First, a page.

An ben tiven duchamp network of stoppages
Marcel Duchamp, Network of Stoppages, 1914.

A core thread of cognitive neuroscience research is deciphering the physiological make-up of epistemology. What are the root properties of visual knowledge? What are the neural mechanisms for interpreting sensory data? What exactly is the brain looking for when it looks at something? Michael Tarr, Cowan Professor of Cognitive Neuroscience at Carnegie Mellon University and co-director of CMU's Center for the Neural Basis of Cognition, is trying to parse the brain's visual vocabulary. "There's nothing in the visual world that's self-specifying," he notes. "Vision is inferential." Tarr's father Joel, whose work comes up in this interview, is the Richard S. Caliguiri University Professor of History & Policy, also at Carnegie Mellon. Visual artist and Triple Canopy contributor Benjamin Tiven (“Distant Objects Becoming Near”) speaks with Tarr about how we read images. This interview is part of Common Minds, a series of essays and conversations on the contemporary infatuation with the brain.

Benjamin Tiven: Tell me about the main areas of your research.

Michael Tarr: I work on issues within the visual system: how the brain receives and produces images. One major problem I've worked on is invariance, that is, how do you know that two seemingly different things are in fact the same thing, when they look different in an image. There are some nominal solutions for this in computer vision, but it’s still a fundamental problem. How the brain really does this remains unknown.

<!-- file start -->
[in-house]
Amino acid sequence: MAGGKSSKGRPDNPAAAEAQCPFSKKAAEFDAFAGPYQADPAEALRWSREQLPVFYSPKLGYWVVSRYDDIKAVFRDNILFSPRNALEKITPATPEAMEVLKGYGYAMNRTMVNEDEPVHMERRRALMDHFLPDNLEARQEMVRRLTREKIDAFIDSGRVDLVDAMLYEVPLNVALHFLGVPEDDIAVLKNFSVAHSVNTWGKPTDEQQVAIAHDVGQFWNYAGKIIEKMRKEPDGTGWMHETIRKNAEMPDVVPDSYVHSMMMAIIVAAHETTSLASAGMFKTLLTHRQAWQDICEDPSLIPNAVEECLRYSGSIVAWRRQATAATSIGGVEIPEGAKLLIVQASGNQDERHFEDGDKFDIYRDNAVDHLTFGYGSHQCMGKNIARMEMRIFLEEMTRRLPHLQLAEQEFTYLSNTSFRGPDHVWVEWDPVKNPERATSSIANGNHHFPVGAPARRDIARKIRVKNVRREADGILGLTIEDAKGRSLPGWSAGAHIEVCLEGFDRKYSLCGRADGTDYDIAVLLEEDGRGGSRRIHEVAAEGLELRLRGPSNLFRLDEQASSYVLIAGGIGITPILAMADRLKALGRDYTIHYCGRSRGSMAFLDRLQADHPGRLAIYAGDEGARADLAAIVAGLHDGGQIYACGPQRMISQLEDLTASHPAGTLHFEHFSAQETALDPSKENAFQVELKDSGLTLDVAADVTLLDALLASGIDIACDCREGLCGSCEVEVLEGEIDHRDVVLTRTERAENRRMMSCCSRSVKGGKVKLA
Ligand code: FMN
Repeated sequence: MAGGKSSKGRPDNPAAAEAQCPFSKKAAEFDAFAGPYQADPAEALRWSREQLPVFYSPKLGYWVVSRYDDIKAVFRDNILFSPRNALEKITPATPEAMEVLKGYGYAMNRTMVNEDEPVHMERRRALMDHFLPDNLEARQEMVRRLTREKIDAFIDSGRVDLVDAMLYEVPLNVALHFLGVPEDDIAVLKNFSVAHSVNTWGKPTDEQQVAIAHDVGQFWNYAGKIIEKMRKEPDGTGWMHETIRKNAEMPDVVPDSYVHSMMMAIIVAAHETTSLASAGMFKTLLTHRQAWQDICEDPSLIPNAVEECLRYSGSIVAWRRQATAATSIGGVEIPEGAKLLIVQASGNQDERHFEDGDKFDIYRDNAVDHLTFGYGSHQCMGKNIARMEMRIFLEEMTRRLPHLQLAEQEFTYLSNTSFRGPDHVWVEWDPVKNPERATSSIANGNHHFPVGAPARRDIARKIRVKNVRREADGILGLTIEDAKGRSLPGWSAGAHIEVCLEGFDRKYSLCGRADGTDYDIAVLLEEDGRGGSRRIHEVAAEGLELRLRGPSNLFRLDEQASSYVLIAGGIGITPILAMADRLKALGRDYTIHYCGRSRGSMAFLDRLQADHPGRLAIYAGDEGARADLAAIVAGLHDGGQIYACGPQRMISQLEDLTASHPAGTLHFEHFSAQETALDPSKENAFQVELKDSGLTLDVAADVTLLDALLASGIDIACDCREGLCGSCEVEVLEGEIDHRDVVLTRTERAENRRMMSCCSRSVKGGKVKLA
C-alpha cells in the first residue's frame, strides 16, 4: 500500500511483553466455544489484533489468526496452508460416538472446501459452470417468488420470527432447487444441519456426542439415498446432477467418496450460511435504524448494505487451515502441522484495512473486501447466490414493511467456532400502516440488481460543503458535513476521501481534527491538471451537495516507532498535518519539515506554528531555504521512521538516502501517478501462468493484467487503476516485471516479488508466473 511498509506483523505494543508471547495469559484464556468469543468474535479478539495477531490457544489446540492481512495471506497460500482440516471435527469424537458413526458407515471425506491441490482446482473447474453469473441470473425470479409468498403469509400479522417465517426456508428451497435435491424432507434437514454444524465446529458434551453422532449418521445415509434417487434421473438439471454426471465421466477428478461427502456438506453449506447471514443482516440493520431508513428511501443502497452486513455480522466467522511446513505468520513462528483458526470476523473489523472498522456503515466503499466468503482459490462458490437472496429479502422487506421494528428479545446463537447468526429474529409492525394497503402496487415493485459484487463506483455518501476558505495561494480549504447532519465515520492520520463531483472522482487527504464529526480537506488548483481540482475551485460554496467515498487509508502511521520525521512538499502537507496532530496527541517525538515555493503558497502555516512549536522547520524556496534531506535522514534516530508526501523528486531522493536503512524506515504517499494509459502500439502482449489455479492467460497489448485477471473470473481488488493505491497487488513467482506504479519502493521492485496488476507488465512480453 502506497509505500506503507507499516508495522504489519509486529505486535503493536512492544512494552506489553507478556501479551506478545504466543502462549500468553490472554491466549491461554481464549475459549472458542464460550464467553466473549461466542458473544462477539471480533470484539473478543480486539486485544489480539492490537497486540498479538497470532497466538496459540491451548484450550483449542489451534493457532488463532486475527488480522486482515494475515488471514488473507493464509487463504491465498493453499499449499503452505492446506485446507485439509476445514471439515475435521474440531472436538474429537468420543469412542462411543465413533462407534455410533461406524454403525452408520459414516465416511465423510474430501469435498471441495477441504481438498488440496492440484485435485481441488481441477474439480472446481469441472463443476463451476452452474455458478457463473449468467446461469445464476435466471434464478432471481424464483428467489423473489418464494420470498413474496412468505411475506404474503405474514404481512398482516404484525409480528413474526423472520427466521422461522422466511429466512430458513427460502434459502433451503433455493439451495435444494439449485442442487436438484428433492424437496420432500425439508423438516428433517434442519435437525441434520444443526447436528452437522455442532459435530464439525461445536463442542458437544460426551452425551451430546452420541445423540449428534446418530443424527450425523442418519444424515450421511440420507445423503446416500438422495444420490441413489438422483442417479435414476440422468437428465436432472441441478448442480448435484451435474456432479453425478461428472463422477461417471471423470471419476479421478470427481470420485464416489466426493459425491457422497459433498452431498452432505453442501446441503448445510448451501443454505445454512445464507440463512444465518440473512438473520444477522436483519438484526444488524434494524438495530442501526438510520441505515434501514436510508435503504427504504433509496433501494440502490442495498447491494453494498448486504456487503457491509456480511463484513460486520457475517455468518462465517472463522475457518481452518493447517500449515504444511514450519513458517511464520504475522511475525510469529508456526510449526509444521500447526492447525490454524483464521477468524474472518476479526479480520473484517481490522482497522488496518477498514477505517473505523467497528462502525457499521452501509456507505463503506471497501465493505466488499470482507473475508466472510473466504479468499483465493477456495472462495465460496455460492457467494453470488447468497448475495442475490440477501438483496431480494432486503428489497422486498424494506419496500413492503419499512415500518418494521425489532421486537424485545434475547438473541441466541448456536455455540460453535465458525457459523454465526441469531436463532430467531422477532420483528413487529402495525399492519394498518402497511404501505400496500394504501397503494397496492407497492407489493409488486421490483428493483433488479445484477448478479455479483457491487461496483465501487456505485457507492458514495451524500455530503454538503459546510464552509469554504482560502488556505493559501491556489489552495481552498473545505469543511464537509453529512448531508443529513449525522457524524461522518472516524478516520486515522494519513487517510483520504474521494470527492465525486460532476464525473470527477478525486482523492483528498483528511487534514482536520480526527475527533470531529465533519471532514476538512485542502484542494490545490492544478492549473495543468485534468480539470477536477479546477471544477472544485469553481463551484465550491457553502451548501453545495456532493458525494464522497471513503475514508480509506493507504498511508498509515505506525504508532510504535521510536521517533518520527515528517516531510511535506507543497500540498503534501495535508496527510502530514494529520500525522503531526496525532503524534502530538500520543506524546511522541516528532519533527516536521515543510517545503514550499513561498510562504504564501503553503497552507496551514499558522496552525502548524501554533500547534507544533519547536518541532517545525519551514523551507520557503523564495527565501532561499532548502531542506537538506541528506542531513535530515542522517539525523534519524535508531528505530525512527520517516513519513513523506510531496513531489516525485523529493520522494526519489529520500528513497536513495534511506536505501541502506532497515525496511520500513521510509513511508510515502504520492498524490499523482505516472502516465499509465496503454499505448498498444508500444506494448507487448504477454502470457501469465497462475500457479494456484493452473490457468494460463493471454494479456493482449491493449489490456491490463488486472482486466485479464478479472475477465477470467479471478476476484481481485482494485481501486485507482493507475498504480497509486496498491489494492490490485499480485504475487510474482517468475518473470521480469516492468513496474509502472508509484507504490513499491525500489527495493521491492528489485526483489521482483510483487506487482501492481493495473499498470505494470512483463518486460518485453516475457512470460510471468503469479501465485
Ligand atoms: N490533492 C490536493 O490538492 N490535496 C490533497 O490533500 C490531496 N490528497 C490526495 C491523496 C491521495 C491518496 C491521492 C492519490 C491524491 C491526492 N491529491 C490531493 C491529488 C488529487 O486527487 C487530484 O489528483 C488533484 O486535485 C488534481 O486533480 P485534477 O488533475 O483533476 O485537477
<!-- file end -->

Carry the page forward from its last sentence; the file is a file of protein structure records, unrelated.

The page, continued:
BT: And what are you working on right now?

MT: We've tried to elucidate what goes on during the chain of computation as information moves through the visual system. But now we're really focusing on what I think is the core, underlying question: What constitutes a "molar" or essential feature? What is the root building block in the visual system, once you get past early vision? Vision is a complex series of processes going from all the way back here [points to back of head] to all the way up here [points to eyes]. We do have some notion that things get more complicated as they go up the stream, but no one can tell you what the encoding is. What is it exactly that's being represented about an object, or a face? What are the critical features? How do we invariantly recognize it? That's the root question: How is the brain representing information about objects? Don't think of vision as a "camera" that takes images and makes them 3-D. It’s a cognitive process, where you take visual information and break it into building blocks or pieces that allow you to generate new objects or interpret objects in ways you hadn't seen before, or imagine them, or manipulate them.